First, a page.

On June 12, 2015, the Texas Supreme Court handed down its opinion in Plains Exploration & Production Co. v. Torch Energy Advisors Inc. By a vote of 8-1, the Court held that the “excluded assets” provision of the purchase and sale agreement unambiguously conveyed the disputed assets to Beck Redden’s client, Plains Exploration & Production Co.
From the late 1960s to the early 1980s, the U.S. Government granted mineral leases for drilling in federal waters off the coast of California in return for over a billion dollars in bonuses. But the Government, through a complex regulatory scheme, eventually breached the leases by making drilling and production effectively impossible. This sparked litigation by numerous lessees, including Plains, against the Government, which led to a $1.1 billion judgment against the Government. Plains’ share of the judgment was over $83 million. Meanwhile, many of the leases had changed hands. A dispute arose between Plains and Torch over who had the right to sue the Government for breach and to recover damages. Plains maintained that it had the right to recover against the Government because the Government’s breach occurred when the leases belonged to Plains. But Plains’ predecessor-in-interest – Torch Energy Advisors – disagreed and claimed the right to share in about half of the winnings from such litigation because of the wording of the purchase and sale agreement. The trial court ruled in Plains’ favor, but the court of appeals disagreed. The Supreme Court construed the agreement, and, by a vote of 8-1, agreed with Plains: the contract did not reserve any such right for Torch. Justice Eva Guzman wrote: “We hold that the relevant excluded-assets provisions in the 1996 purchase and sale agreement are unambiguous and, as a matter of law, Torch did not retain ownership of the claimed asset.”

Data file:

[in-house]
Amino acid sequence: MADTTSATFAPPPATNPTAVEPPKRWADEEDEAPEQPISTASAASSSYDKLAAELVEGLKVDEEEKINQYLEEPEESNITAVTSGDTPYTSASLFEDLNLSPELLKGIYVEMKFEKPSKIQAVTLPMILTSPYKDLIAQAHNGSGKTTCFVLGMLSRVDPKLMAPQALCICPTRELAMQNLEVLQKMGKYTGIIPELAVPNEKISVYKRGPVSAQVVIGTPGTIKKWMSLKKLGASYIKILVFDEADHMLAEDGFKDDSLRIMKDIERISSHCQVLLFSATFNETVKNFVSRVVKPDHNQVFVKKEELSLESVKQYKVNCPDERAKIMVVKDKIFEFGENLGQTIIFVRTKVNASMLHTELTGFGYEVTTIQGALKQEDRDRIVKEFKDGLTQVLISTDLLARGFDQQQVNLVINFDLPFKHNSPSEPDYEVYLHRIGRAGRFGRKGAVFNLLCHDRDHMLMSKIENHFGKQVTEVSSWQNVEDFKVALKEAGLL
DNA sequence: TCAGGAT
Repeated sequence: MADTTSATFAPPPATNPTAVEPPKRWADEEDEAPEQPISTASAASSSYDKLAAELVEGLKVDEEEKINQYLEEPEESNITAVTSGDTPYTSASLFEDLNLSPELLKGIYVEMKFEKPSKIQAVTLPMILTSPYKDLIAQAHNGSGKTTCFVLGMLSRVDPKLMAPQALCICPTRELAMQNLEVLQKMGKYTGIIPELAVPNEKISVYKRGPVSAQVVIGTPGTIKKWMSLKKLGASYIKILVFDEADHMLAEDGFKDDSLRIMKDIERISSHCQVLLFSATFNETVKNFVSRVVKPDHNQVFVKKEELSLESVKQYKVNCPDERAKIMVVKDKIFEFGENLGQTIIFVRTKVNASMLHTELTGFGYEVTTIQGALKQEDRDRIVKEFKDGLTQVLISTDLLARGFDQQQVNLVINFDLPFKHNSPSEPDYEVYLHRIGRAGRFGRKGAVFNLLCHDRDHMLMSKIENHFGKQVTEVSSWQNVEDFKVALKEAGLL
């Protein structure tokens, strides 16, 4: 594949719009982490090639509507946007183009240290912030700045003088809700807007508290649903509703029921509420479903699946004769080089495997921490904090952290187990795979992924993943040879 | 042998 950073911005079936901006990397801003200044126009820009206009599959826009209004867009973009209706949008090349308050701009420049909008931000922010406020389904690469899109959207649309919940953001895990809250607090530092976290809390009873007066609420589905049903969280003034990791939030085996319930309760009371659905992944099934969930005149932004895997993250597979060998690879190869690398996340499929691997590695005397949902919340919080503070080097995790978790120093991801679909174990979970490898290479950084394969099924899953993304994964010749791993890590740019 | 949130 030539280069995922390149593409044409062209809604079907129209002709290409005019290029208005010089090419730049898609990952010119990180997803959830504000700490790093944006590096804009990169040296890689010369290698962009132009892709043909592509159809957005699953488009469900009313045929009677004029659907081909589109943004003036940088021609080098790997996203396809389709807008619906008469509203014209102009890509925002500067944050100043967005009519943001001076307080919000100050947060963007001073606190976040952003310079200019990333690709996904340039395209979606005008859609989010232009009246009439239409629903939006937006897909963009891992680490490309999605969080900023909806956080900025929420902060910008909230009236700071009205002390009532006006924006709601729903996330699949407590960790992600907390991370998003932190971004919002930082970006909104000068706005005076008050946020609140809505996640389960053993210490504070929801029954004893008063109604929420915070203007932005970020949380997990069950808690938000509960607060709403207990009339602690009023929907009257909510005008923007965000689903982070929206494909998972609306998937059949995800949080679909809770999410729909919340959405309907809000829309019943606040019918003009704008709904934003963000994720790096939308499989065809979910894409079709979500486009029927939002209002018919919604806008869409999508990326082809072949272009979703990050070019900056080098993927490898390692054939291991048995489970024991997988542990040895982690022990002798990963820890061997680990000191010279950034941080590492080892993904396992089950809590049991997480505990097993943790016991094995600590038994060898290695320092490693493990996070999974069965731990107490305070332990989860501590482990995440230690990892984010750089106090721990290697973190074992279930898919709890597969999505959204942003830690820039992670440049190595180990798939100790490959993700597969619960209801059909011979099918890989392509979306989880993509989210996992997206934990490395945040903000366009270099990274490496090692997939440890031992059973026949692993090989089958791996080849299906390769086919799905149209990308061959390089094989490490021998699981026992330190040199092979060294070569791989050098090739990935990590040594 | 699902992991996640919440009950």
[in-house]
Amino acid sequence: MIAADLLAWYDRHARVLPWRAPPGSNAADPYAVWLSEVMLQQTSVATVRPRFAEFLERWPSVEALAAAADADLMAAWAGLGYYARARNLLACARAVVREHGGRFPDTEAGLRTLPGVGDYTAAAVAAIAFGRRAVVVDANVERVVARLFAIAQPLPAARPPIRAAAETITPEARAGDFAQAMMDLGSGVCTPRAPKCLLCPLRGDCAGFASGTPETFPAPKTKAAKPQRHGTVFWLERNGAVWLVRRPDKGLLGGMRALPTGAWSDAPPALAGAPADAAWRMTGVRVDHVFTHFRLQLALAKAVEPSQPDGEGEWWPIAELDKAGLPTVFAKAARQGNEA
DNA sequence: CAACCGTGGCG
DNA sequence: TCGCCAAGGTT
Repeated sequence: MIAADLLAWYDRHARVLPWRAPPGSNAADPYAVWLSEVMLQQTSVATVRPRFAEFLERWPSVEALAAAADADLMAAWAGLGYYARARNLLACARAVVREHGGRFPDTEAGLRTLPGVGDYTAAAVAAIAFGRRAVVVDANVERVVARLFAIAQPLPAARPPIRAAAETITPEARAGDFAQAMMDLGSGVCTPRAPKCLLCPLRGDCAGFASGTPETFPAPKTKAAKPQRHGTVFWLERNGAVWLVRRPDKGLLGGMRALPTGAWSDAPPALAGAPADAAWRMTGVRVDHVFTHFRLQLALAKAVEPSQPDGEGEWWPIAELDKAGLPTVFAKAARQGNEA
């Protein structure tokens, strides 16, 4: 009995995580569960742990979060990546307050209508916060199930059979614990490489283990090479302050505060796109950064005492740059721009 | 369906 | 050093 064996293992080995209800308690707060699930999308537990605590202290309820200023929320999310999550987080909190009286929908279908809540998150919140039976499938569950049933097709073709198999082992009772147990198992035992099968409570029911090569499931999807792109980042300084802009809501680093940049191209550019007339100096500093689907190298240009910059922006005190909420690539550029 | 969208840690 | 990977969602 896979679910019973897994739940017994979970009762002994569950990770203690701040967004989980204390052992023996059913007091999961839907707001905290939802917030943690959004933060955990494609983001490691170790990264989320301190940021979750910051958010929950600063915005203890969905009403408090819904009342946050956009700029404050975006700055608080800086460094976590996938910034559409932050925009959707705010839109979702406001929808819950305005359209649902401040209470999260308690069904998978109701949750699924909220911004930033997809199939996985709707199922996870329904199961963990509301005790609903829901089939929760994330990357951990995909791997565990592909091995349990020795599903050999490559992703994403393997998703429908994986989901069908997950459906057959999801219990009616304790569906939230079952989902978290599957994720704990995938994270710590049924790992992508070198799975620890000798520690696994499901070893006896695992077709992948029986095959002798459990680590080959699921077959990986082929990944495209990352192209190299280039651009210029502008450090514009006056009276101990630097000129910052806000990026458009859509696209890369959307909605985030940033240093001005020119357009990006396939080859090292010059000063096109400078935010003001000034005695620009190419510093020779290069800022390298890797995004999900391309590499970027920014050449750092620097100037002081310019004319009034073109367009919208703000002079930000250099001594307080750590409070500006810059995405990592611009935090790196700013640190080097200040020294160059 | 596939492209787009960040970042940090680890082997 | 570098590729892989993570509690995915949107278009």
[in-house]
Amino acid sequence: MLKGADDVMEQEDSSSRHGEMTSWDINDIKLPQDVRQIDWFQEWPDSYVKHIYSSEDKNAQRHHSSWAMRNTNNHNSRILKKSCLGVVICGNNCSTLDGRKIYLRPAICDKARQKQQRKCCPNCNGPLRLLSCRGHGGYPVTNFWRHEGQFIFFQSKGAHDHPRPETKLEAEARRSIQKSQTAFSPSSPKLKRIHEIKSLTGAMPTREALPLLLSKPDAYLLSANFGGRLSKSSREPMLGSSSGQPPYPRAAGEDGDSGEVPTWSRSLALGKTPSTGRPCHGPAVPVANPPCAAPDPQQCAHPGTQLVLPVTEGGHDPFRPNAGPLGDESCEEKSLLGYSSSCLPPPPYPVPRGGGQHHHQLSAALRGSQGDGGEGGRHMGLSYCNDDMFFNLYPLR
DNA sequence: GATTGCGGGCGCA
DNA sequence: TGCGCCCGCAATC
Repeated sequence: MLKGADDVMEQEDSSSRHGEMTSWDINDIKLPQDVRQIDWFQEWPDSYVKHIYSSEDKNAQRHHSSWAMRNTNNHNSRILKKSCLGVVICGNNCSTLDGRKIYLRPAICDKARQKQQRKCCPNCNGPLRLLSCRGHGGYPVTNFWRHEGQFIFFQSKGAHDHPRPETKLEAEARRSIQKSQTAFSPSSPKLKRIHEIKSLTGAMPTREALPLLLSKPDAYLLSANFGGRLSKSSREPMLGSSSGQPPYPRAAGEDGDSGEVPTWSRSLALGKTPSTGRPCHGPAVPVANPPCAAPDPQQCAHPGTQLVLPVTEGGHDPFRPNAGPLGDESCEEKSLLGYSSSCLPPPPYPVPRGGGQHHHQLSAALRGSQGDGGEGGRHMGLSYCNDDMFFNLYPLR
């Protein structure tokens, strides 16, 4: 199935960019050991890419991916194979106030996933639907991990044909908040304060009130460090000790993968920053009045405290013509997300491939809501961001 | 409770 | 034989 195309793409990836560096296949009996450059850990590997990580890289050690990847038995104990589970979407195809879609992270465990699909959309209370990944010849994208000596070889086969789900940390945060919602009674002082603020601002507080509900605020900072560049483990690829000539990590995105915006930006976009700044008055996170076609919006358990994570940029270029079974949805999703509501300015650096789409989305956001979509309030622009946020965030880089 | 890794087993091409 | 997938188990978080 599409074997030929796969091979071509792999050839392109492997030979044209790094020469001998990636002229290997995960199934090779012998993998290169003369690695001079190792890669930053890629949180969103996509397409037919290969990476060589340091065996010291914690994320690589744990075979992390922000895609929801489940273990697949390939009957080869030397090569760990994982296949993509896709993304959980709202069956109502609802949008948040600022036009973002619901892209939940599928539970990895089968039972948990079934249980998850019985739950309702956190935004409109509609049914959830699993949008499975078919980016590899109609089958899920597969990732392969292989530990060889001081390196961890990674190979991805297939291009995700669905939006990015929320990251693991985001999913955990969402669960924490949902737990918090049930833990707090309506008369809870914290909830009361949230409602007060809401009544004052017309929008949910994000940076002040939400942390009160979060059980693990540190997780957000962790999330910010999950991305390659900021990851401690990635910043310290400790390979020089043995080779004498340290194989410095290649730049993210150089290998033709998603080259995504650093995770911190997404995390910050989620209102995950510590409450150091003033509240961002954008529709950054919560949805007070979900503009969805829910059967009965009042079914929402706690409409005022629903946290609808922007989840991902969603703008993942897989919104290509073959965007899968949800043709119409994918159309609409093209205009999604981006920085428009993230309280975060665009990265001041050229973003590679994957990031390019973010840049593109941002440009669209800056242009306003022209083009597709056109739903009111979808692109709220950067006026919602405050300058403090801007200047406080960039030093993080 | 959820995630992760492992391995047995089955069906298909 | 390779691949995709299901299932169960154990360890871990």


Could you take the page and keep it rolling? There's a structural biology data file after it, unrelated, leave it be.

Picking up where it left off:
Beck Redden appellate lawyers David M. Gunn and Erin H. Huber worked on the appeal. Mr. Gunn presented the oral argument in the court of appeals. Mr. Gunn split the oral argument in the Supreme Court with the Hon. Scott A. Brister from Andrews & Kurth LLP. Mr. Gunn gave the opening argument, and Mr. Brister gave the rebuttal. They worked in conjunction with attorneys Billy Shepherd, Wayne Clawater, and Stephen R. Bailey of Shepherd, Scott, Clawater & Houston, L.L.P.